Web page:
Touring has been a new part of my life in a lot of ways. We've just been touring massively since the record came out and before. Learning how to write while all that is going on is a new thing.
Why do I write books? Why do I think? Why should I be passionate? Because things could be different, they could be made better.
I'll write and make chords with my voice sometimes if I don't have an instrument even though it takes a million times longer.
Every show is unique; some shows have the master plan and have everything figured out and that's just the way they do things. It's like high school. Some people write their papers the second they get their assignments, and some people write it the day after it's due.
Most of my music theory knowledge is based on piano. But I write on guitar a lot, too. I'm not a great guitar player by any means. I'm not a great instrumentalist. I play piano on stage. I don't play guitar on stage, but I use it to write quite a lot.
I've been writing music since I was about eight. I would write sporadically. I wrote a lot of music in high school. I guess the oldest song on the record ("I Thought I Saw Your Face") is about eight years old. It's the old "I had my whole life to write my first album and six months to write the second one." I did, to some degree, but actually, a lot of the songs that ended up on the record, I wrote really recently. So it varies.
It's very much a piece of myself when I write a song. I don't mean to say it's very personal, like the lyrics mean something personal to me. When I write a song, that's my taste in music - my taste in chord progressions and melodies.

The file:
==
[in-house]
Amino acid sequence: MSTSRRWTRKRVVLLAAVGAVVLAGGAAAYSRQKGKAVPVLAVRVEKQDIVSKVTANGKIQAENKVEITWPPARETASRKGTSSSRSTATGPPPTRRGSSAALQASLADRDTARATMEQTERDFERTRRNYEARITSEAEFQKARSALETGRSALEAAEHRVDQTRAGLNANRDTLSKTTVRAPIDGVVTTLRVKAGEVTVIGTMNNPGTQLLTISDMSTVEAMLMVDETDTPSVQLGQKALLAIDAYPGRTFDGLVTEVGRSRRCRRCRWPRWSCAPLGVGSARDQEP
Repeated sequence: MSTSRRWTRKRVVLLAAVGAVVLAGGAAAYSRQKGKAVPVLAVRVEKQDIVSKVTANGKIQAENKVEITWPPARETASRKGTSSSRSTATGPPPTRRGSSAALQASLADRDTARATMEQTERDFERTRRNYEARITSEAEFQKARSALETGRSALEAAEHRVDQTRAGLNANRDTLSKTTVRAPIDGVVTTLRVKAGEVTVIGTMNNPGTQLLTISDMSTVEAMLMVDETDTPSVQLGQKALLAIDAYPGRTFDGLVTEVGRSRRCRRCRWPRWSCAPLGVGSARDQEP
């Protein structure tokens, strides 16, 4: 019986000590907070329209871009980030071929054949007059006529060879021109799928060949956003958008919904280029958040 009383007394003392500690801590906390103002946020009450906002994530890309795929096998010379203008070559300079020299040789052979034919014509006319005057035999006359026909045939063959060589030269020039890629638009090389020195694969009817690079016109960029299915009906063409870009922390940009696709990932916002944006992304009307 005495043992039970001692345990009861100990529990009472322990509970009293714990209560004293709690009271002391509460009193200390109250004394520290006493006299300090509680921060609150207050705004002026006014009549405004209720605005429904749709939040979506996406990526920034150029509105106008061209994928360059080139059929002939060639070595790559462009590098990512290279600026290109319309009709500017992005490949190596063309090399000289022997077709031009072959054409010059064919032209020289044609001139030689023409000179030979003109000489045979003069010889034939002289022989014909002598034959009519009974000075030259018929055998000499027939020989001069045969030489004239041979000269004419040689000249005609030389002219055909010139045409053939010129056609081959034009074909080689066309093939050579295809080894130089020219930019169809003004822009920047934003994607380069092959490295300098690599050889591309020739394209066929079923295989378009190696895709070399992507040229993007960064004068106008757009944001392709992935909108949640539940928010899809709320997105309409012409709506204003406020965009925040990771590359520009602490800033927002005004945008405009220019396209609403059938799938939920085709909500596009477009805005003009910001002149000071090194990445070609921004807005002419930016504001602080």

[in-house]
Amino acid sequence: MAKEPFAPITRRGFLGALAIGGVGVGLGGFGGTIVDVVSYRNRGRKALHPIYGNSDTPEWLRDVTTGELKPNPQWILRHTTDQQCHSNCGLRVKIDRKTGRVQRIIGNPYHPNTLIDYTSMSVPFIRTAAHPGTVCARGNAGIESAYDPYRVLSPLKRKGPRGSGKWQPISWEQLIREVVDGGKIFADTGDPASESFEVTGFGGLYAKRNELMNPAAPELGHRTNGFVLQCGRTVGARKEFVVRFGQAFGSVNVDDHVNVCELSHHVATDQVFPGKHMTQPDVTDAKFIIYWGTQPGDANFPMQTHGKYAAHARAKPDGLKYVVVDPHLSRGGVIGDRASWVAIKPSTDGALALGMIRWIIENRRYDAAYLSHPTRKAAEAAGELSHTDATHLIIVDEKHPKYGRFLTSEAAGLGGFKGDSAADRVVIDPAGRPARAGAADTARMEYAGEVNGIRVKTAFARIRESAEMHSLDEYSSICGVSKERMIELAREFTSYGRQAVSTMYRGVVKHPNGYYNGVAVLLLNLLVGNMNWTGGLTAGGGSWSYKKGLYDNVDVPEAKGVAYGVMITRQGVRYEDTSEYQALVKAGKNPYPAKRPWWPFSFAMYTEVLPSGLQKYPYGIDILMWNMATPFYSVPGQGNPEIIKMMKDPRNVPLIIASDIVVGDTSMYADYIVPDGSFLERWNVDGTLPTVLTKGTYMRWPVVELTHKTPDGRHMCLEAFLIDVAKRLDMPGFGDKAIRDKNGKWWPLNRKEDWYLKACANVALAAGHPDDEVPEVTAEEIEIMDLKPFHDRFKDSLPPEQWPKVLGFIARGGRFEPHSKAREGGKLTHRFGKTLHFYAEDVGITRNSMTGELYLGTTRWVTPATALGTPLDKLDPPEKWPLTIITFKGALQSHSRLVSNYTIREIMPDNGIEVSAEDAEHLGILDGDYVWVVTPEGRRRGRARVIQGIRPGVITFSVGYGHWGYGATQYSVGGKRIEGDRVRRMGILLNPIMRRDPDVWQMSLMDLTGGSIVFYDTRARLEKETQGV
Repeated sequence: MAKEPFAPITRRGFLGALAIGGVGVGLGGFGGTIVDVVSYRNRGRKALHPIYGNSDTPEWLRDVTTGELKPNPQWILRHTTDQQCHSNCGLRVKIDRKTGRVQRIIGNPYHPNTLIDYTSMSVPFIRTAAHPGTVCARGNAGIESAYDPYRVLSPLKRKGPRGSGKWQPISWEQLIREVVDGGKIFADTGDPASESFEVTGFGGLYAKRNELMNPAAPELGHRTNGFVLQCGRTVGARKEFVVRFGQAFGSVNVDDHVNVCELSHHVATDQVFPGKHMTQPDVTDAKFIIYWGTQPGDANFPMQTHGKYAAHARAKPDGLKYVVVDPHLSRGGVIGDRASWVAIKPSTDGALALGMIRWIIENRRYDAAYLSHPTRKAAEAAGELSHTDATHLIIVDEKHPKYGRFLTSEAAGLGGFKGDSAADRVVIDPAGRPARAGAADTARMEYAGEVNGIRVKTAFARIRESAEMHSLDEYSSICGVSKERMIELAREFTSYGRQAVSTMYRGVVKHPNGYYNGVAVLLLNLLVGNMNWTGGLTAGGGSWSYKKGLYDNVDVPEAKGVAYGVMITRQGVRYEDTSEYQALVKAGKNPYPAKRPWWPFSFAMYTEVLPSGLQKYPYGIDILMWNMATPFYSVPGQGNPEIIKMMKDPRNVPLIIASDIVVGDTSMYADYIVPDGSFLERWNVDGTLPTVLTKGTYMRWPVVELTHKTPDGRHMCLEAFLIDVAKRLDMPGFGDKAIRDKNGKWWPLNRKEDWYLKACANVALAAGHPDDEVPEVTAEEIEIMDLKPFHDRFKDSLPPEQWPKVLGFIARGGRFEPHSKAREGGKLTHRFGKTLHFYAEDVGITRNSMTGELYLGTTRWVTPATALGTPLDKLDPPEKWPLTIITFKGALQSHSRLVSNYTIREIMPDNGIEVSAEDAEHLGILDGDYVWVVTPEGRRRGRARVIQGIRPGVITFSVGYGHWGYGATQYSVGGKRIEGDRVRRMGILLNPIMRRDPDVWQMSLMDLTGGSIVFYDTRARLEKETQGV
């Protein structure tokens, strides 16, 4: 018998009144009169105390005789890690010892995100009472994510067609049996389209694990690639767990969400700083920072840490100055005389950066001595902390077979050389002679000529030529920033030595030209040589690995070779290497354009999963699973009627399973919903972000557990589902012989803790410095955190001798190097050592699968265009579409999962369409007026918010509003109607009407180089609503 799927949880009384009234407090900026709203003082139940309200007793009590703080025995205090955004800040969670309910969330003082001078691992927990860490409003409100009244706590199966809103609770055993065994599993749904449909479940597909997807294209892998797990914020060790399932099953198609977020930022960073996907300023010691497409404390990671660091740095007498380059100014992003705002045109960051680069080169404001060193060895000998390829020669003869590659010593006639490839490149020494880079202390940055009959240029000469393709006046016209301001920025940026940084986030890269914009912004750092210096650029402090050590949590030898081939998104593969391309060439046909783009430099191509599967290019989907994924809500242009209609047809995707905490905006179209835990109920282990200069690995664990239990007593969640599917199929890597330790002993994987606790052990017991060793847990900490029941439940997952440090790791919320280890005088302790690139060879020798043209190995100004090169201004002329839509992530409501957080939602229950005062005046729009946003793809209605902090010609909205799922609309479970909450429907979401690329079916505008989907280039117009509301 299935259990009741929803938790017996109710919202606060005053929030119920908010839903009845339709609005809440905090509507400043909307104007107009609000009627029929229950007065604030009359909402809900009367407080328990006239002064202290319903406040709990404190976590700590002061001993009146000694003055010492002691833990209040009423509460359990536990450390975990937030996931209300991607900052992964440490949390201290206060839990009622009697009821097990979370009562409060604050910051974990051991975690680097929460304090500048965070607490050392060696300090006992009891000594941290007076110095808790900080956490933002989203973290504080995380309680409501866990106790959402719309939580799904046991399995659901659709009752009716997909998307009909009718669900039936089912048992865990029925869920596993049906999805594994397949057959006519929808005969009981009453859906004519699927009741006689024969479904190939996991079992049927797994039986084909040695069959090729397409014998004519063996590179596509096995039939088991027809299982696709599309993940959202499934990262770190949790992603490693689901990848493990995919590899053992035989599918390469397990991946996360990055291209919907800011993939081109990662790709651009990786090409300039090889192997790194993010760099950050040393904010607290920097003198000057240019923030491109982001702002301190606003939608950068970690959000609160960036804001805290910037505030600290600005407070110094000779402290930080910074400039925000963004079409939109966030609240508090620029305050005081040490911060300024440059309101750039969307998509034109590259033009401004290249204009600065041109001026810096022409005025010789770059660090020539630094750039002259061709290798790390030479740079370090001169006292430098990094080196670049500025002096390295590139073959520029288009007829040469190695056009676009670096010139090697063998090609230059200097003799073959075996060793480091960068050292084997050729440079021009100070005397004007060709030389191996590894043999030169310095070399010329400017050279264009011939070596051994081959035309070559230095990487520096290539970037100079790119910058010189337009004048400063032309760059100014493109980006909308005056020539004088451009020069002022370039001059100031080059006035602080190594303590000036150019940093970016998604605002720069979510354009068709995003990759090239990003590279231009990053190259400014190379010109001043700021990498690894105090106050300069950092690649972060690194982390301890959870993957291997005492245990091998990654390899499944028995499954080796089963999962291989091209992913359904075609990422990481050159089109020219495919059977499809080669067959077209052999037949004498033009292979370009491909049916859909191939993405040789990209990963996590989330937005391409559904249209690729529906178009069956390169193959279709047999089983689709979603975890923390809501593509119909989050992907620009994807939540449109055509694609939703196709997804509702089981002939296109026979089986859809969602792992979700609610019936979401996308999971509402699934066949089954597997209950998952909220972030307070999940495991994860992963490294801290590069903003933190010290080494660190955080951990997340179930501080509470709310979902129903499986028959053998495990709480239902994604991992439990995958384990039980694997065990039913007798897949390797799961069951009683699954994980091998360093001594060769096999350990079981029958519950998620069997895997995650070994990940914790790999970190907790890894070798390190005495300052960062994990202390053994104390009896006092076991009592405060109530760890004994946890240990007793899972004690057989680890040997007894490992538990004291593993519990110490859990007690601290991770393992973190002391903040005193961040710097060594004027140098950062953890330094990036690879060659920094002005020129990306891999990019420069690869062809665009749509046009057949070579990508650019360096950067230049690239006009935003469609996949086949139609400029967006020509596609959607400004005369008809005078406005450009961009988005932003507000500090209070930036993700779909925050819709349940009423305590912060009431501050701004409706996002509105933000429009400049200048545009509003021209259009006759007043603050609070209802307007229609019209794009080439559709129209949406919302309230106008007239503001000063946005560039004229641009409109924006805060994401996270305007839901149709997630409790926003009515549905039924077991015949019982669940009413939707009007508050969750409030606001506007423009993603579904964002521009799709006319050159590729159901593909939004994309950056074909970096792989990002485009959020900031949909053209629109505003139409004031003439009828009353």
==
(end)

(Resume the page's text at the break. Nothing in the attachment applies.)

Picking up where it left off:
I was writing tons of music in my spare time. I might be on location somewhere, and I'd go home and I'd have my guitar and my little keyboard or something and write music. Or if I was at home, on my piano. I've always been a late bloomer with a lot of things, just in general, so I think this was something that needed to come to fruition in this particular way.
The only reason I would write a break-up song is because my own problem of allowing myself to relate to people.
I'm not a writer. I'm not smart. I couldn't possibly even write my own story.
Every time an adult is going to write something for a teenager and you don't have, physically, a person who is that, you are always going to be a little off.
Writing becomes a really good creative outlet when you're sitting there and feeling creatively frustrated or stilted, but also you then get to write parts for yourself.
I like photography and I write; I also write music. One day I would like to direct [films] as well.
Anytime that I've felt uninspired, I don't force myself to sit down and write. I only do it when I feel the impulse.
I have a lot more writing experience than Paul Dano has, so to be able to put that experience to use in exercising his vision was almost an acting exercise: How would I write if I were Paul? When I look at it, it feels so completely his, but it's also mine.
I think from my earliest childhood, I liked to tell stories, put on plays and write things. It's funny to think of it as an "artistic bug" because I didn't necessarily want to be an artist. It's just who I was and how I communicate.
I don't write books for people to be friends with the characters. If you want to find friends, go to a cocktail party.
Education is not simply to learn to read and write. It's emancipation. It makes you free.
There have been studies concluding that most people mostly know people only within their own social class - although such a conclusion would hardly surprise anyone. I think there's evidence to suggest that it's even narrower - the great majority of friends of Ivy Leaguers, for instance, are Ivy Leaguers. This narrows the pool of people who can write fiction cutting across class boundaries that's informed by their own personal experience.
Experience belongs to the actor, but the story belongs to the teller. We write so we will never forget.